PORTLAND — Supporters of a local referendum to legalize recreational use of marijuana in Maine’s largest city launched their official campaign Thursday, saying Portland can pave the way for a statewide end to prohibition of the drug like Denver did for Colorado in 2005.
Colorado’s largest city legalized possession of usable amounts of pot eight years ago in a step widely seen as a precursor to the statewide legalization in late 2012.
As was the case in Colorado before voters there OK’d recreational marijuana use, the medical use of marijuana is already legal in Maine through government-approved dispensaries and with doctor prescriptions. But with an ordinance change that would allow people in Portland to legally possess 2.5 ounces of the drug, referendum supporters said Thursday, those who need the pain relief offered by cannabis but can’t afford a doctor’s appointment will have access.
For those without medical concerns, the legalization advocates said, the measure would dramatically cut down on the amount of time and money the criminal justice system spends on nonviolent offenders.
The referendum will appear on Portland ballots on Nov. 5 after several local groups gathered more than the 1,500 petition signatures necessary to force a citywide vote on the subject.
Grainne Dunne, justice organizer with the American Civil Liberties Union of Maine, made note of the oft-referenced statistic that Maine spends nearly $9 million annually enforcing marijuana laws.
“This is an opportunity to realign our justice priorities with our values,” Dunne said during the Thursday morning event at City Hall. “That’s money better spent on education, health care or infrastructure.”
Added Knox County medical marijuana grower Will Neil, “It’s obviously insane that we’re wasting tax dollars prosecuting small-scale possession charges.”
Attending the local “Yes on 1” campaign kickoff Thursday along with ACLU representatives were Hillary Lister of the Medical Marijuana Caregivers of Maine, Maine Green Independent Party chairman and campaign outreach director Asher Platts, campaign manager Anthony Zeli, local author Crash Barry and Portland City Councilor David Marshall, among others.
Platts urged supporters in the community to visit the website LegalizeMarijuana.me to donate to the campaign — he said organizers set a $4,500 fundraising goal — sign up for promotional materials to distribute or schedule a “house party” to raise awareness about the referendum.
While ACLU of Maine Executive Director Shenna Bellows noted their modest fundraising aspirations and described the group of legalization backers as “really a Portland-based, Maine-based coalition,” David Boyer of the Washington, D.C.,-based Marijuana Policy Project acknowledged to reporters Thursday his organization is prepared to spend “whatever it takes” to promote passage of the citywide referendum.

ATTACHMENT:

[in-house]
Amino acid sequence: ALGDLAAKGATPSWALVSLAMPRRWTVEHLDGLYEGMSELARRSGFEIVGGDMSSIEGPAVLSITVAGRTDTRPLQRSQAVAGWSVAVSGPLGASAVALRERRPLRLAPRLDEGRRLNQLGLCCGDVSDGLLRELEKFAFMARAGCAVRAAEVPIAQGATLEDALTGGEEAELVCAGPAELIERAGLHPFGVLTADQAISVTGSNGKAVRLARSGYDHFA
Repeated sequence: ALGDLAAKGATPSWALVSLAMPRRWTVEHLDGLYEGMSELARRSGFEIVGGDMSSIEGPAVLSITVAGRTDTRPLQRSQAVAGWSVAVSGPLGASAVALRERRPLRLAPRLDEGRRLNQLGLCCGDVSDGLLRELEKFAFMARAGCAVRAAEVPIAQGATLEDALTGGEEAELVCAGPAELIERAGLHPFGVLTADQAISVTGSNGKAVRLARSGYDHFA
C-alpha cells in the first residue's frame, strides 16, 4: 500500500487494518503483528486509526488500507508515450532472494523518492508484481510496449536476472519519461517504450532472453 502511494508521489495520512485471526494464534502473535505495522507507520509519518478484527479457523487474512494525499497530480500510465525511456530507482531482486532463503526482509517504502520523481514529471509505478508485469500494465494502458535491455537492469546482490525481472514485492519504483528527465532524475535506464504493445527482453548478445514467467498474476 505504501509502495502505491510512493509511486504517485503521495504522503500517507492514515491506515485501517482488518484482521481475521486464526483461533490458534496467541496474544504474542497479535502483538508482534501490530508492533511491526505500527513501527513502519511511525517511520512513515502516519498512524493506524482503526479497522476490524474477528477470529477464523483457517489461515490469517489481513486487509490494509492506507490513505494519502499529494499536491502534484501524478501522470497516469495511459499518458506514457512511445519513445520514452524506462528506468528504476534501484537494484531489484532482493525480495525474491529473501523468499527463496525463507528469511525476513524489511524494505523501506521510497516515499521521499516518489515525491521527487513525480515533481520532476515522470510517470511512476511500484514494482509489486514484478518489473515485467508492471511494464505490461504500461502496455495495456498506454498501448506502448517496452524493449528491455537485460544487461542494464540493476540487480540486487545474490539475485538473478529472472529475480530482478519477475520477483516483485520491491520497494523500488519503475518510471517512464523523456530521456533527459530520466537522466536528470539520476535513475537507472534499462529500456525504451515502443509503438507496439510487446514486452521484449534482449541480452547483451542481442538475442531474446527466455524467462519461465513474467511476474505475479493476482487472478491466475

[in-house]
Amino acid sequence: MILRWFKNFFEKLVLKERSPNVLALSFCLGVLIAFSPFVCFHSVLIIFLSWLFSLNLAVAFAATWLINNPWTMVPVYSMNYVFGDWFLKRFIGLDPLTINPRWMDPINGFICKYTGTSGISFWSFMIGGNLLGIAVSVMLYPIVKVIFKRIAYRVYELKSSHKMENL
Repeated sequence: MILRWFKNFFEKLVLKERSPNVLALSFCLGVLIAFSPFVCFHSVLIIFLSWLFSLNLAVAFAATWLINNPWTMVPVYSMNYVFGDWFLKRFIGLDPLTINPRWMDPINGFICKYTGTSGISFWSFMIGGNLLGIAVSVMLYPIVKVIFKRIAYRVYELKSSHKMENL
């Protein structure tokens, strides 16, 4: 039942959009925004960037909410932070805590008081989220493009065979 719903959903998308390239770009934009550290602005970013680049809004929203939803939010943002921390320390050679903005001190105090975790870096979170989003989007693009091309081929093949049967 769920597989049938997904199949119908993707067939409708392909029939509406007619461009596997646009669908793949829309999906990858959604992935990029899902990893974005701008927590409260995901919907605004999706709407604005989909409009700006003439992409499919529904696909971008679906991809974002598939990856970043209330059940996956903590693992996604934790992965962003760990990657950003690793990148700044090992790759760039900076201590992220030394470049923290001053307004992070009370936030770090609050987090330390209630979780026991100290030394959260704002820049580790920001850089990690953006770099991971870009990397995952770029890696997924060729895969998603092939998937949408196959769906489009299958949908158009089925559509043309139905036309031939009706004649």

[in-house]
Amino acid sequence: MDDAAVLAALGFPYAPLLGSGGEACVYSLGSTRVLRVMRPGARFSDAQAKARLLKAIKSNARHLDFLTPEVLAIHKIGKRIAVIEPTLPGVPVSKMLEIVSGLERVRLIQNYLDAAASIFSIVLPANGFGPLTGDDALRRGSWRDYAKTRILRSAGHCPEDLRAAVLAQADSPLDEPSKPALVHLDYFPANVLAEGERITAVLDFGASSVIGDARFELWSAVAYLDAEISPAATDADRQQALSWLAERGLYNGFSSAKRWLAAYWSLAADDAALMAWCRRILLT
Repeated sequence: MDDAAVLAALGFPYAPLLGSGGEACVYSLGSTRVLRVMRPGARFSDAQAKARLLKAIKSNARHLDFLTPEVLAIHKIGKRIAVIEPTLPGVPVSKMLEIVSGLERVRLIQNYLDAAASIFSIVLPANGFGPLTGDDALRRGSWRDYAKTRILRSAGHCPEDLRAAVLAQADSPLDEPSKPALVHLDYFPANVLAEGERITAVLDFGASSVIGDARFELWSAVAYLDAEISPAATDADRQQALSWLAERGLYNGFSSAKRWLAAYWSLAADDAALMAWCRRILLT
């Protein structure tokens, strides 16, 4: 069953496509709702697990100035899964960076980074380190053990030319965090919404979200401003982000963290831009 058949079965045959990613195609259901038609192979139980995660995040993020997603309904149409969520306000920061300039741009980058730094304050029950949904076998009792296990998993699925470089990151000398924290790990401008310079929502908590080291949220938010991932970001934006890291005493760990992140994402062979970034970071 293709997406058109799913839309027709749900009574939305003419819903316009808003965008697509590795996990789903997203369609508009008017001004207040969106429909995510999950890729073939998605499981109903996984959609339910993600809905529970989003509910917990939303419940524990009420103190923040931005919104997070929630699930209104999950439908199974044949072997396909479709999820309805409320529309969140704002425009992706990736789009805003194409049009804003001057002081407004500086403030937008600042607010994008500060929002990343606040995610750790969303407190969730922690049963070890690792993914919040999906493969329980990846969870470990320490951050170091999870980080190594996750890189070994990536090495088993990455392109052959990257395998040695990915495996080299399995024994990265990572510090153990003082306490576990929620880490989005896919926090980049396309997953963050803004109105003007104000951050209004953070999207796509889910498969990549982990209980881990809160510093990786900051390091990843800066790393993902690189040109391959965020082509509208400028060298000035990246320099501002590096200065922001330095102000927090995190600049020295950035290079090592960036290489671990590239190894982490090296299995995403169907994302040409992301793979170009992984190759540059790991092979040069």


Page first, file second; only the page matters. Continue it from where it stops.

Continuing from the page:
But, he added, “if we didn’t drop a cent on this campaign, I think it would pass. I think most people see the value in this.”
Those at Thursday’s news conference made it clear they see Portland as a stepping stone toward a statewide marijuana legalization effort.
Dunne said a “yes” vote at the polls in Portland would “send a powerful message” to state and federal lawmakers.
“What’s happening here in Portland is a very forward-thinking first step of having the government realize the ludicrous nature of our crazy drug policies,” Barry said. “We have a homegrown medicine that adds untold dollars to our state’s economy.”
Efforts to legalize pot possession suffered a setback at the statewide level during the recently completed legislative session, during which a bill that would have legalized recreational use of the drug statewide attracted 35 co-sponsors but did not gain the endorsement of the Legislature’s Criminal Justice and Public Safety Committee. The House and Senate subsequently voted down a follow-up proposal that would have put the legalization issue before voters on statewide ballots in the fall.
Proponents of the legalization measure, including City Councilor Marshall, have said the prohibition of the drug is ineffective and drives use of the substance underground. They say pot use should be allowed, regulated and taxed the same way as alcohol, which was prohibited throughout the United States in the 1920s in what is largely considered a failed initiative.
Opponents of the move, including the Maine Chiefs of Police Association, have argued that legalizing recreational use of marijuana would exacerbate substance abuse problems that feed other crimes, and that overseeing regulation and distribution of pot would be an expensive and time-consuming task for already overburdened state agencies.
The Maine Office of Substance Abuse and Mental Health Services has argued that marijuana today has more than double the mind-altering chemical THC that the pot on the market in 1983 had, making it more potent and addictive, and that teenagers may be more likely to experiment with the drug after hearing legalization advocates downplay the danger.
Efforts to defang enforcement of marijuana laws in Portland in the past have fallen short. In 2011, activists gathered signatures on a petition seeking to make pot possession offenses the lowest enforcement priority for Portland police. But despite getting more than 2,100 signatures on the petition — 600 more than necessary to gain a spot on the local ballot — the city clerk’s office found the document was invalid because only about 1,400 of the names were from verified Portland residents.